Long before it was known as Windsor, the area around the junction of the Avon and St. Croix rivers was known by the Mi’kmaq as Pisiguit, appropriately meaning “Junction of Waters”. The rivers empty into the nearby Minas Basin, which allowed ships to sail from the Atlantic Ocean, up the Bay of Fundy and down into the heart of the province. The fertile headlands around these rivers made for ideal farming and Acadian settlers to the area did just that, erecting mills along the rivers to harness their power.
With the French and English battling over North America, the Acadian settlers became caught in the middle of the conflict. Shortly after settling Halifax in 1749, the British moved into the Pisiguit area and built Fort Edward to watch over the Acadians and discourage further development. Fearing for the safety and resenting the fort’s ominous presence, most Acadians left the area for other parts of the province. It was in 1764 that the township of Windsor was settled by New England Planters, who laid claim to the former Acadian farms and built their own homes and businesses. A year later, the town held its first agricultural fair to celebrate the area’s bountiful harvest – an annual tradition that continues to this day, making it the oldest and longest-running agricultural fair in North America.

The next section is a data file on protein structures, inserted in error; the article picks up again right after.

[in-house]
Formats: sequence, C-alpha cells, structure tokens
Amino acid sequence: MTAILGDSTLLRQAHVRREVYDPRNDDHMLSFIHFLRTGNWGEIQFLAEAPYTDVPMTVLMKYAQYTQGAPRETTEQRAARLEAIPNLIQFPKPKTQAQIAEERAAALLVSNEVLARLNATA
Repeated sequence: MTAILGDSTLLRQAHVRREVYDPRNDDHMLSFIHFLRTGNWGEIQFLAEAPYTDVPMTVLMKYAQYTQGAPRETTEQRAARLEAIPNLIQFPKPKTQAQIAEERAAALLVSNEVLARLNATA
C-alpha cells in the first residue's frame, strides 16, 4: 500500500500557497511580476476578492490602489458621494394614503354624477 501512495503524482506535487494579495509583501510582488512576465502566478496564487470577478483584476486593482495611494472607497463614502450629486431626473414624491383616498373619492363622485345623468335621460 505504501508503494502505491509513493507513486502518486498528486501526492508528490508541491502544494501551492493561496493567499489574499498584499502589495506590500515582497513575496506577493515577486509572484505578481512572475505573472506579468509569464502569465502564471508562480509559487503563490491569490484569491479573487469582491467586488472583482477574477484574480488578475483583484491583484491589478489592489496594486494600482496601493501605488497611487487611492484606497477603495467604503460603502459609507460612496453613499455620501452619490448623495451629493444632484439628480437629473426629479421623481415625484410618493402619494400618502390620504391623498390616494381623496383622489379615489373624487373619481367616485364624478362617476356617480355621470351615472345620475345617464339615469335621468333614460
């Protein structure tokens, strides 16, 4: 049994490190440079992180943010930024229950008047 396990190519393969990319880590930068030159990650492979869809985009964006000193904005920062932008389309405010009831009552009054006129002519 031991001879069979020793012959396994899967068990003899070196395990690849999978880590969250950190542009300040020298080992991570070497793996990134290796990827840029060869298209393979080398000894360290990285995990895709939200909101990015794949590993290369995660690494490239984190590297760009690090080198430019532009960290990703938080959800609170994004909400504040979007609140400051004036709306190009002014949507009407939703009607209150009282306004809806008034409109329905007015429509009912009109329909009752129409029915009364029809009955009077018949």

The town of Windsor also became an important stop for anyone travelling between Halifax and the Annapolis Valley. Crossing the Avon River with horses and wagons was only possible by fording the mud flats just above the town during low tide, while people could hire a ferry during high tide. By 1837, Windsor was the site of a wooden toll bridge; however, the structure wasn’t able to bear the weight of trains and passengers still needed to disembark, cross the bridge by stagecoach to transfer to another train on the other side.